5-44.2 5-76.0

Total

All other

-1,725.2

Grand total

75.2

3.4
-33.8

3.4

3.4

25.0

Apr.June

JulySept.

Oct.Dec.

3.4

5 0

20 0

'"Is'.i

"'is'.!

-8.0

-50.0

-.5

-1,003.4

Total...

Jan.Mar.

Oct.Dec.

339.3

-546.4 -328.3

-8.3

Total
Sterling Area:
United Kingdom
Union of South Africa
Other

-130.0
-65.0
-59.9
-20.0
-65.0
-94.3
-17.5

-380.2 -184.8 - 1 1 5 . 6

Germany (Fed. Rep. of)
Netherlands
Portugal
Sweden
Switzerland
Bank for Intl. Settlements....
Other

1957

7.0

18.6

100.3

1.0

331.3

30.4

6.0

31.3

100.3

-.1
— .1

100 3

100 3

14 6

-28.1
-15 0
-.3

80.3
—5 0
-30.0
17.2

57.5

-131.8

62.5

-6.7

-5.7

-9.9

11.0
3.0

14 6

5 2

115.3
28.1

-84.8
-3.5

5 2
75.4

40.1

10.0

10.1

3 1

27 1
-200.0

2.4

-.2

-3.6

2.8

6.5

12.9

15.0

46.6

-.4

-.5

4.0

14.9

29 1
-200.0
-.7

14.0 - 2 8 . 3
-4.9

18.0

40.2

3 1

80.9 -133.0

-.2

15.0

— .2

3.3

13.1
(2)

-.4

393.6 - 1 , 1 6 4 . 3 - 3 2 6 . 6

1
Includes sales of gold to Belgian Congo as follows (in millions): 1950,
$3.0; 1951, $8.0; 1952, $2.0; and 1953, $9.9.
2 Less than $50,000.
3
Includes purchase of $31.5 million of gold from Spain.

6200.0
-68.5

6600.0

280.2

771.6

625.0 6300.0 6300.0
25.2

318.4

341.5

-.1

18.9

(2>

92. g

4 Includes sales of gold to Indonesia as follows: 1950, $29.9 million;
and 1951, $45.0 million.
5 Includes sales of gold to Egypt as follows: 1950, $44.8 million; and
1951, $76.0 million.
6 Represents purchase of gold from International Monetary Fund.

ANALYSIS OF CHANGES IN GOLD STOCK OF THE UNITED STATES
[In millions of dollars]
Gold stock
(end of year)
Year
Treas- Total i
ury

Increase
in total
gold
stock

EarNet
marked Domesgold
import, gold: de- tic gold
crease, producor
or inexport
tion

Month

crease
(-)

1945
1946
1947
1948
1949
1950

20,065
20,529
22,754
24,244
24,427
22,706

20,083 -547.8 -106.3 — 356.7 32.0
465.4 51.2
20,706
623.1 311.5
210.0 75.8
22,868 22,162.1 1,866.3
24,399 1,530.4 1,680.4 - 1 5 9 . 2 70.9
24,563
164.6 686.5 -495.7 67.3
22,820 -1,743.3 -371.3 -1,352.4 80.1

1951
1952
1953
1954
1955
1956
1957

22,695
23,187
22,030
21,713
21,690
21,949
22,781

617.6
22,873
52.7 -549.0
23,252
379.8 684.1 -304.8
22,091 -1,161.9
2 . 0 -1,170.8
21,793 -297.2
16.1 -325.2
21,753
-40.9
97.3 -132.4
22,058
305.9 106.1
318.5
600.1
22,857
798.8
96.7

66.3
67.4
69.0
65.1
65.7
65.3
63.6

* Preliminary.
>
1 See note 2 on following page.
2 Net after payment of $687.5 million in gold as United States gold subscription to the International Monetary Fund.




Gold stock
(end of month)

1957—Feb
Mar
Apr
May
June
July
Aug
Sept
Oct
Nov
Dec
1958_Jan
Feb

Increase
in total
gold
Treas- Total 1
stock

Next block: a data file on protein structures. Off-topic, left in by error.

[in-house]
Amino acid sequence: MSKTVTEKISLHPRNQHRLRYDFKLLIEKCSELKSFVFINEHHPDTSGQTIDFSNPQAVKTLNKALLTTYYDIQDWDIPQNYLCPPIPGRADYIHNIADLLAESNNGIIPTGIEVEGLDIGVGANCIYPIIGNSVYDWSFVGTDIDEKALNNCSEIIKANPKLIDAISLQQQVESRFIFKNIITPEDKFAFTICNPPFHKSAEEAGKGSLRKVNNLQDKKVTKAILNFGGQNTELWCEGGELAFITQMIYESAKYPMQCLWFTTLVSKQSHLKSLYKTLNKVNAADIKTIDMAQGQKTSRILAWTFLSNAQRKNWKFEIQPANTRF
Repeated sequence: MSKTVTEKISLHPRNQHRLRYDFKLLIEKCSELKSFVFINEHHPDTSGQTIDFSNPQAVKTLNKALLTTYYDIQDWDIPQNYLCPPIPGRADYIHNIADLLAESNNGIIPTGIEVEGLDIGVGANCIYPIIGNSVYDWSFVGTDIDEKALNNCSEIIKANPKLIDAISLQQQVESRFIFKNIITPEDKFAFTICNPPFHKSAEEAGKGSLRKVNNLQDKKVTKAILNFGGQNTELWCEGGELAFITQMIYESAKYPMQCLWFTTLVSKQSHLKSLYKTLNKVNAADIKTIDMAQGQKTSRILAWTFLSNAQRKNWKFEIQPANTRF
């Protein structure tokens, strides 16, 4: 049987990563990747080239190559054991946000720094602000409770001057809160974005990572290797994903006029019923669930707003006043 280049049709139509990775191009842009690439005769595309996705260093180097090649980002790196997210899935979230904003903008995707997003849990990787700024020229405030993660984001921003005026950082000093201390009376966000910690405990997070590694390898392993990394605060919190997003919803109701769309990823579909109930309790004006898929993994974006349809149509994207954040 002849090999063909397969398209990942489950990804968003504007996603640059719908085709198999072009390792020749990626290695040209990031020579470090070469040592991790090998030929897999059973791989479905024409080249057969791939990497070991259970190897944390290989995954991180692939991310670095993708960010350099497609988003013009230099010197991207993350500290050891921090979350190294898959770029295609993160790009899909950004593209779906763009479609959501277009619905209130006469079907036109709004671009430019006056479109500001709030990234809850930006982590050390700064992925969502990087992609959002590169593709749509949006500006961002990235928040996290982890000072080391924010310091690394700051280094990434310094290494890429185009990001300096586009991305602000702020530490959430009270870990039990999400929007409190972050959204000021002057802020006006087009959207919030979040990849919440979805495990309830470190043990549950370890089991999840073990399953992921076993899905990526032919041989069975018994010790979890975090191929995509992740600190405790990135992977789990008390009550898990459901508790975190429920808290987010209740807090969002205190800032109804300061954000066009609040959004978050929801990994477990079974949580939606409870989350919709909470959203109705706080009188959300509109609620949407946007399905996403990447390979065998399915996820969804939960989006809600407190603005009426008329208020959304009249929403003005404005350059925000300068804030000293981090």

ury
22,304
22,306
22,318
22,620
22,623
22,627
22,626
22,635
22,691
22,763
22,781

22 396
22,406
22,424
22,726
22,732
22,735
22,735
22,759
22,835
22,837
22,857

EarNet
marked Domesgold
import, gold: de- tic gold
crease, producor
or inexport
tion
crease
(-)

18 6 - 2 9 . 8
10.2 - 8 . 8
17.4
20.8
302.6
20.0
5.5
10.0

28 0
16.0
-5.8
285.4
-6.0

20.2

28.6
18.9
42.8
26.7
18.8

-11.4
-9.0
36.9
-31.2
2.0

4 4
5.1
4.7
5.0
4.9
5.8
5.8
5.7
6.5
5 1
5.5

22,784 22,860
2.3
^22,686 ^22,735 ^ - 1 2 4 . 2

52.6
3

-37.3
4-167.6

4 4
(3)

3.8

-.5
24.1
75.4
2.4

2.7

()

-.8

3
Not yet available.
4 Gold held under earmark at the Federal Reserve Banks for foreign
and international accounts amounted to $6,227.5 million on Feb. 28, 1958.
Gold under earmark is not included in the gold stock of the United State*.

366

GOLD RESERVES
REPORTED GOLD RESERVES OF CENTRAL BANKS AND GOVERNMENTS
[In millions of dollars]
United States
Estimated
total
Treasury Total 2
world i

End of
month

'35,660
35 970
'36 390
'37,060
'37,720
'38,210
r

.

1957 Jan
Feb
Mar
Apr

'38,520

May

'38 720

June
July
Aus

r

Sent
Oct
Nov

38 800

^38,930

Dec
1958—Jan

22,873
23,252
22,091
21,793
21,753
22,058

22,252
22 304
22,306
22,318
22,620
22,623
22,627
22,626
22,635
22 691
22,763
22,781

22,377
22 396
22,406
22,424
22,726
22,732
22,735
22,735
22,759
22 835
22,837
22,857

Australia

Belgium

Brazil

Canada

621
706
776
778

317
317
321
322

850
896

144
107

929
928

323
324

109

877

113

864

22,860

268
371
371
371

112
112
117
138

996

1,080
1,141
1,113

181
181

113
113
116
116

181

116

181
166
127
126

116
116

882
874

324
324
324
324
324
324
324
324
324

119
123
126

876
875
913

324
324
324

1,116
1,110
1,112
1,114
1,116
1,121
1,120
1,135
1.136
1*136
1,127
1,115

946

324

1,116

182

Germany,
France 3 Federal GuateRepublic mala
of

Finland

End of
month

22,695
23 187
22,030
21,713
21,690
21,949

22,784

1951 Dec
1952 Dec
1953 Dec
1954—Dec
1955 Dec . .
1956 Dec

Argentina

India

848
849
849
842
846

Indonesia

Iran

Italy

Chile

45
42
42
42
44
46

Colombia

48
76
86
86
86
57
57
57
57
57
57
58
58
58

Cuba

Denmark

311
214
186
186
136
136

31
31
31
31
31
31

174

136
136
136
136
136
136
136
136
136
136

188
188
188
174
183
188
188
188
188
188

188

43
46
46
46
46
43
43
40
40
40
40
40

136
136

31
31
31